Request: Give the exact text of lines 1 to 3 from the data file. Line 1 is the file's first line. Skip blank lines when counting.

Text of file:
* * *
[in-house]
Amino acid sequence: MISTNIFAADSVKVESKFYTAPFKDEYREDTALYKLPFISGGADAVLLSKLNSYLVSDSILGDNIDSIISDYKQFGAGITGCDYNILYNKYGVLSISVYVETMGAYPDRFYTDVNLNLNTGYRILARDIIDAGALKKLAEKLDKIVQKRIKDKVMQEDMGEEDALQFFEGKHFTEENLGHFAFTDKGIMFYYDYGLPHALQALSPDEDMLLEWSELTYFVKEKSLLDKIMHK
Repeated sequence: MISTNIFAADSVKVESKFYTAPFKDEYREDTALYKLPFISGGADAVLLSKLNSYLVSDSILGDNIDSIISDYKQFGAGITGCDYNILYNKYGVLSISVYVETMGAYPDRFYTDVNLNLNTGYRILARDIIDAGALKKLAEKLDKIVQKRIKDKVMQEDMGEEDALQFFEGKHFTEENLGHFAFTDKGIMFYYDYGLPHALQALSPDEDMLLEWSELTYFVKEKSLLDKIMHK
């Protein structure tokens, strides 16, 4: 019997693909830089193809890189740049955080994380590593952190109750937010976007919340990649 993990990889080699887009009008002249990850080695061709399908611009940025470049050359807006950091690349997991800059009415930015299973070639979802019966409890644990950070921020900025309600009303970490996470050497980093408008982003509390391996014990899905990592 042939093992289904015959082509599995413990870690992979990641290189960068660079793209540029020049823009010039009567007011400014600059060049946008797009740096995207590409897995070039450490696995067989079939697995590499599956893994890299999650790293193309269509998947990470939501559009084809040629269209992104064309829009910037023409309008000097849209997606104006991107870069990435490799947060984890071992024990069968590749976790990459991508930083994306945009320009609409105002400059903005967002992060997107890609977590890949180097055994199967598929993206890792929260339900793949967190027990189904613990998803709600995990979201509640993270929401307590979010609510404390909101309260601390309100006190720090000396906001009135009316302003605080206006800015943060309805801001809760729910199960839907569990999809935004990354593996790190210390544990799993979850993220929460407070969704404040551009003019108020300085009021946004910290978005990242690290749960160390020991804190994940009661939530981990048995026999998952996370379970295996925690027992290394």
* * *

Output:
[in-house]
Amino acid sequence: MISTNIFAADSVKVESKFYTAPFKDEYREDTALYKLPFISGGADAVLLSKLNSYLVSDSILGDNIDSIISDYKQFGAGITGCDYNILYNKYGVLSISVYVETMGAYPDRFYTDVNLNLNTGYRILARDIIDAGALKKLAEKLDKIVQKRIKDKVMQEDMGEEDALQFFEGKHFTEENLGHFAFTDKGIMFYYDYGLPHALQALSPDEDMLLEWSELTYFVKEKSLLDKIMHK
Repeated sequence: MISTNIFAADSVKVESKFYTAPFKDEYREDTALYKLPFISGGADAVLLSKLNSYLVSDSILGDNIDSIISDYKQFGAGITGCDYNILYNKYGVLSISVYVETMGAYPDRFYTDVNLNLNTGYRILARDIIDAGALKKLAEKLDKIVQKRIKDKVMQEDMGEEDALQFFEGKHFTEENLGHFAFTDKGIMFYYDYGLPHALQALSPDEDMLLEWSELTYFVKEKSLLDKIMHK